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    I believe the gravity from the ring singularity is only "repulsive" if you pass through the center of the ring singularity into the "antiverse" depicted in the bottom Penrose diagram on this page--for example, p. 21 of this book says "the shape of the singularity is a ring within the equatorial plane, so that some trajectories (A) can pass through the ring and reach an asymptotically flat space-time inside the black hole where gravity is repulsive". And note that whether a singularity is repulsive or attractive has nothing to do with whether a horizon is uncrossable from the inside (like a black hole horizon) or uncrossable from the outside (like a white hole horizon)--both a black hole and a white hole are attractive from the perspective of observers on the outside, for example. Penrose diagrams and Kruskal-Szekeres diagrams are designed with the property that all worldlines of light rays are at 45 degrees and all worldlines of slower-than-light objects have slopes closer to vertical than 45 degrees, just like a Minkowski diagram in SR, so from this perspective the reason it's impossible to enter a white hole horizon from the outside is just the same as the reason it's impossible to enter the past light cone of a given event from the outside in SR (because it's a surface moving inward at c so you can't catch up with it to cross it).
     
  6. Sep 30, 2010 #5
    thank you for your reply, but i dont believe it is only repulsive where you think, because there is no ring singularity in a Reissner Nordstrom black hole but it is also repulsive with also a very similar structure. by lookling just a the metric, I deduce that time becomes contracted and length becomes dilated near the singularity (the opposite of the classic time dilation) which explains why it is repulsive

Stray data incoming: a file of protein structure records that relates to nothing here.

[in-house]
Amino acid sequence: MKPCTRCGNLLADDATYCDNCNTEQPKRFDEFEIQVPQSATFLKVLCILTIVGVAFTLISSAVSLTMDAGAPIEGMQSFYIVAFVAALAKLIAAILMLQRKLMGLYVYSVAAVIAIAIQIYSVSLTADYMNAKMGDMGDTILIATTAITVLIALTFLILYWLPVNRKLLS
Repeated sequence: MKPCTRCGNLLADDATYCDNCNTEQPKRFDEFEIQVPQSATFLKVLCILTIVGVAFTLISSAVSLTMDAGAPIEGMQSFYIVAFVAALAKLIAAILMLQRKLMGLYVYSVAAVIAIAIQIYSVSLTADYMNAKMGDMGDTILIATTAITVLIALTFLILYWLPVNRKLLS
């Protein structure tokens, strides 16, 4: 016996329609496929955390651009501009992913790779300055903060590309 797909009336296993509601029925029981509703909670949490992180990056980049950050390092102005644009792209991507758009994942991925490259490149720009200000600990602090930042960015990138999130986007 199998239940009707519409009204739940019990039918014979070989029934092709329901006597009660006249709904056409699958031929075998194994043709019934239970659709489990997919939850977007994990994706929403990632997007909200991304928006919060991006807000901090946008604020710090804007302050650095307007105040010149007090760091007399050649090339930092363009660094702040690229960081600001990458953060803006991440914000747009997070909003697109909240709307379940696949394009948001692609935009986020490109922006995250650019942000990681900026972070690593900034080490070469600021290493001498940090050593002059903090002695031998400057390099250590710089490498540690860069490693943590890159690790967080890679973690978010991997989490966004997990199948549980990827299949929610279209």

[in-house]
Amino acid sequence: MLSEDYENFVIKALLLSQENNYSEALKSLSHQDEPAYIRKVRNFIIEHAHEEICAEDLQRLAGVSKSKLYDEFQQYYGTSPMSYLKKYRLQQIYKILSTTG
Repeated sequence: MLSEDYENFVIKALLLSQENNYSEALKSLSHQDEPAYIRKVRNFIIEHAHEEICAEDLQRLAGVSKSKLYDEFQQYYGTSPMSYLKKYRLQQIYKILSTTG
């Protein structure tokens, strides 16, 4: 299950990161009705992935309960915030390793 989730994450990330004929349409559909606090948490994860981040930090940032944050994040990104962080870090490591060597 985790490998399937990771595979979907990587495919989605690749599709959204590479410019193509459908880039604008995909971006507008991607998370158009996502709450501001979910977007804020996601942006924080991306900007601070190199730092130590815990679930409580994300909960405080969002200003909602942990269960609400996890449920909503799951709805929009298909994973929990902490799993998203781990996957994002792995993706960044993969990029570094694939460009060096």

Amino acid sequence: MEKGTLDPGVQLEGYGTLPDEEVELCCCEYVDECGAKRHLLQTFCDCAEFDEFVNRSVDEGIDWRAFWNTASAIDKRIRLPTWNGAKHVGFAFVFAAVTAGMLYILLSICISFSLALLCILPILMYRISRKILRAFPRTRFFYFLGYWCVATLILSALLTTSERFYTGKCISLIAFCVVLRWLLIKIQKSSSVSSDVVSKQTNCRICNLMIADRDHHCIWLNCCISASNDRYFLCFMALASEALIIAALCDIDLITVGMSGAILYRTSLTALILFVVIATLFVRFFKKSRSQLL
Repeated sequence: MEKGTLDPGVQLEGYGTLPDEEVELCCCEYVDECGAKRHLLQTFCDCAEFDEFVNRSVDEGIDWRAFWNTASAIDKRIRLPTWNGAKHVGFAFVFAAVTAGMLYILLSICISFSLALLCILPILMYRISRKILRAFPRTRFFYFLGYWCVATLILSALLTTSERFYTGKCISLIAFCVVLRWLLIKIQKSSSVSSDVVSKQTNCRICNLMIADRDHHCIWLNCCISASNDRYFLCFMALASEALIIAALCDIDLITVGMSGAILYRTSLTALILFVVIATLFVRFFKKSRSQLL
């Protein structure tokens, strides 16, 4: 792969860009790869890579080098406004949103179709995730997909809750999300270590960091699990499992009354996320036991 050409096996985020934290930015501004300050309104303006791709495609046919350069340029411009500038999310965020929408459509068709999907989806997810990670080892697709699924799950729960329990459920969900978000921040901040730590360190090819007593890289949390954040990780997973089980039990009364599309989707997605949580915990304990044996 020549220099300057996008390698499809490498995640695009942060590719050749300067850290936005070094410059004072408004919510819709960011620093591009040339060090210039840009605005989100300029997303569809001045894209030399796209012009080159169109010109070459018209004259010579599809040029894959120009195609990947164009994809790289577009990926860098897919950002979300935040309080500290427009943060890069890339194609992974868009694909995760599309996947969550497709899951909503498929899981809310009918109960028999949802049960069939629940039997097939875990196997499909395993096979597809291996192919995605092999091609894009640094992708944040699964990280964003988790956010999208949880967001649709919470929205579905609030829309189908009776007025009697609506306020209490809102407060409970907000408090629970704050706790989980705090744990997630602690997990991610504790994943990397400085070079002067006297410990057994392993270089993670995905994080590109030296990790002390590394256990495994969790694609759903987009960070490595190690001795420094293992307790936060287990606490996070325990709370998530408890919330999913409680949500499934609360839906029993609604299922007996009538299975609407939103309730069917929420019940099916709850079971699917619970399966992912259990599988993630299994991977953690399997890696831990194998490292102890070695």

7. Sep 30, 2010 #6

    pervect

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    The Kerr solution, like the Schwarzschild solution, assumes a perfectly symmetrical collapse.

    Unfortunately, this is unlikely to actually happen, making both solutions rather doubtful in the interior region. The Penrose diagram of the interior an actual rotating black hole caused by gravitational collapse is still a matter of some speculation and debate.

    See for instance http://prl.aps.org/abstract/PRL/v63/i16/p1663_1 for an old papers on the topic, I don't know what the current status of the debate is.
     
  8. Sep 30, 2010 #7

    JesseM

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    Well, look at the waterfall coordinate animations for both a Reissner-Nordstrom black hole and a Kerr black hole...the animation for the Reissner-Nordstrom black hole shows that the speed of infalling space (represented by the magnitude of the light blue arrows) does reach zero at a finite radius from the singularity, whereas the two waterfall animations for the Kerr black hole don't show the light blue arrows reaching zero until they reach the plane of the inside of the ring singularity.

    I don't see why "repulsive gravity" should be equivalent to time contraction and length dilation, perhaps someone more knowledgeable could comment...
     
  9. Sep 30, 2010 #8

    JesseM

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    Thanks pervect, that paper isn't available freely online but I did find this more recent paper discussing the "mass inflation" which Poisson and Israel first derived in that earlier paper: